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The Võro Institute is dedicated to the preservation and promotion of the Võro language and culture, which are tightly connected with its historic center, the rural and mostly agricultural south-eastern Estonian county of Võromaa.

The Võro grassroots movement was embraced by the Estonian government, which founded the Võro Institute in 1995. The Institute is engaged in a wide range of activities to meet the challenges facing lesser-spoken languages, including (to name just a few) establishing school programs, conducting linguistic and regional research, preserving place-names and their corresponding stories, publishing Võro-language scholarship and school textbooks, and organizing annual language conferences. The aim of these activities is to encourage the Võro people to speak their own language and to preserve their characteristic life-style.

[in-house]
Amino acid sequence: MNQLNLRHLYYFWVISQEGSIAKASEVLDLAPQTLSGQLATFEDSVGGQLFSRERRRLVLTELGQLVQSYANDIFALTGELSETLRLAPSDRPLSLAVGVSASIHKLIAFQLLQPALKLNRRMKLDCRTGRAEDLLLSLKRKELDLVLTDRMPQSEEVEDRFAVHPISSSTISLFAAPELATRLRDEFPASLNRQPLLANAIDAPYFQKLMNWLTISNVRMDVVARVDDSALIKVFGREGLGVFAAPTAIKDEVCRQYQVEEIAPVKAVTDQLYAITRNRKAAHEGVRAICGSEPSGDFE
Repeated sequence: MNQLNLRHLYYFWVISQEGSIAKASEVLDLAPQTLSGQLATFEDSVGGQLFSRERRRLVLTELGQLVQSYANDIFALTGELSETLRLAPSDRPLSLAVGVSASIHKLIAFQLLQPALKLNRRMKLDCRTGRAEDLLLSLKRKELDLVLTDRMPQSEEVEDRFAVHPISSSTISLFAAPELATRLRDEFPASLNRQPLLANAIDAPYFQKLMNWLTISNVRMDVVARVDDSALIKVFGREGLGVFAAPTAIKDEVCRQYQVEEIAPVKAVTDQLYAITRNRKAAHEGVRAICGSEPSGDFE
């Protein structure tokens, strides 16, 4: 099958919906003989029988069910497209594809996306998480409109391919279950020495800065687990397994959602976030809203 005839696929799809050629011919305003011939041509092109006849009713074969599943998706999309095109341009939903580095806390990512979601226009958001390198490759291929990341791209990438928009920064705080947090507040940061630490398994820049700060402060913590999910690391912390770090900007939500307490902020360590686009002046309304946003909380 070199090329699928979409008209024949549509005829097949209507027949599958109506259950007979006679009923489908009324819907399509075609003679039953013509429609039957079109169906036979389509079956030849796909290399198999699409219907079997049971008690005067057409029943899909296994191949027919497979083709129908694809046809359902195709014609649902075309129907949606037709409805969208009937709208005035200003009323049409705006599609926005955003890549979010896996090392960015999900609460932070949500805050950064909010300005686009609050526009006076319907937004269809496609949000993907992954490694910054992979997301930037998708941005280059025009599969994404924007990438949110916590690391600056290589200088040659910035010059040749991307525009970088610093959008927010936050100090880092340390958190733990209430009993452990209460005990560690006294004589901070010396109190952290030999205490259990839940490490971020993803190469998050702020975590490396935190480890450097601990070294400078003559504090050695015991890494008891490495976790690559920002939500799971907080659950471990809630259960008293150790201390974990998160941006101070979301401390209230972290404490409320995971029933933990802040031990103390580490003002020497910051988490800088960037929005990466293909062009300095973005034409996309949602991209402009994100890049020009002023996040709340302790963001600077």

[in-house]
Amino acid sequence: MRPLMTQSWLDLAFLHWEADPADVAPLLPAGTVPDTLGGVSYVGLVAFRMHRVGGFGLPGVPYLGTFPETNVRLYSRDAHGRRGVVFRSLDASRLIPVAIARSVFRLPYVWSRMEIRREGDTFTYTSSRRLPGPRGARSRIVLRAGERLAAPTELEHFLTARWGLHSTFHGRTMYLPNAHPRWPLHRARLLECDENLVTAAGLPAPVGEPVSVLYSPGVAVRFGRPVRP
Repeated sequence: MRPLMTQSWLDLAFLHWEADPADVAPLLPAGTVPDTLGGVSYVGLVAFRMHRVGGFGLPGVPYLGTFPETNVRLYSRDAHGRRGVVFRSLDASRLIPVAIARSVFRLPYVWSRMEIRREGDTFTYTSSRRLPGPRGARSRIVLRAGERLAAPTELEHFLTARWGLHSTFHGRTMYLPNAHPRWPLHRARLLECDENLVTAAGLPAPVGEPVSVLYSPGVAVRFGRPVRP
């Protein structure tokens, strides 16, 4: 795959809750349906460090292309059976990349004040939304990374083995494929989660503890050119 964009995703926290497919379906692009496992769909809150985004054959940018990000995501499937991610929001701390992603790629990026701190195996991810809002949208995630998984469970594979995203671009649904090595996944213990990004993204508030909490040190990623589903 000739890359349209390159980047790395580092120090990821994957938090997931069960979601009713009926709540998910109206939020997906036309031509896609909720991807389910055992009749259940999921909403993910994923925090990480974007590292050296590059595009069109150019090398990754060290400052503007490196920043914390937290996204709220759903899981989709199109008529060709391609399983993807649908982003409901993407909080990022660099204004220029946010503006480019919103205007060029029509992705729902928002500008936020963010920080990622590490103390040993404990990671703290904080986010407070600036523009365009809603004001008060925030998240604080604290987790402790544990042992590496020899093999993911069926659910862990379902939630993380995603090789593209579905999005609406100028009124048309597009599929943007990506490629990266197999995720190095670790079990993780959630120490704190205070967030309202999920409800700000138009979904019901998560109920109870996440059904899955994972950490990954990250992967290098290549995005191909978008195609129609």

The Võro language, like Estonian, Hungarian, and Finnish, is a Finno-Ugric language. Võro is a descendant of the old South Estonian tribal language and is the least influenced by North Estonian. In addition to Võro, other contemporary South Estonian languages include the Mulgi, Tartu and Seto. The earliest written evidence of South Estonian is a translation of the New Testament published in 1688. Although the status of South Estonian began to diminish after the 1880s, the language began to undergo a revival in the late 1980s. Today, South Estonian is used in the works of some of Estonia's most well known playwrights, poets, and authors.

There are approximately 70,000 active and passive users of the Võro language all around the world. The bulk of the Võro-language speakers, however, are found in historical Võromaa (Võro Shire), which refers to the territory bounded by the same county lines from 1783 to 1920. The Võro language is spoken in the eight parishes of historical Võromaa: Karula, Harglõ, Urvastõ, Rõugõ, Kanepi, Põlva, Räpinä, and Vahtsõliina. These parishes are currently centered (due to redistricting) in Võru and Põlva counties with parts extending into Valga and Tartu counties. The Võro language was also once spoken further south and east of historical Võromaa in what is now Latvia and Russia. Today, many Võro-language speakers can also be found in Tallinn, Tartu and the rest of Estonia.

Where is Võromaa (Võro Shire)?